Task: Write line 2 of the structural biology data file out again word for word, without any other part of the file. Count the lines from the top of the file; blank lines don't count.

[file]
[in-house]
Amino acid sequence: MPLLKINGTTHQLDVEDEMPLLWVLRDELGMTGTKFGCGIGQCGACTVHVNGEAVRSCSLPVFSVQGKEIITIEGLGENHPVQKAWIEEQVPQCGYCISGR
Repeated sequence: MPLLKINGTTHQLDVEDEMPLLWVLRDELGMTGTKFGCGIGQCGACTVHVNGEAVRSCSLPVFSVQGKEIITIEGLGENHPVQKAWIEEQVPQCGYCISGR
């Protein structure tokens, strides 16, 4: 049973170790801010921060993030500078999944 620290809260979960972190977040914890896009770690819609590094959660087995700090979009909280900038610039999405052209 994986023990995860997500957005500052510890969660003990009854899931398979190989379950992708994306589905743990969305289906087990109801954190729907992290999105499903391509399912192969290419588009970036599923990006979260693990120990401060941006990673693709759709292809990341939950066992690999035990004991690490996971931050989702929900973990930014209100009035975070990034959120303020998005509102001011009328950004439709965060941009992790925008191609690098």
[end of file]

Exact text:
Amino acid sequence: MPLLKINGTTHQLDVEDEMPLLWVLRDELGMTGTKFGCGIGQCGACTVHVNGEAVRSCSLPVFSVQGKEIITIEGLGENHPVQKAWIEEQVPQCGYCISGR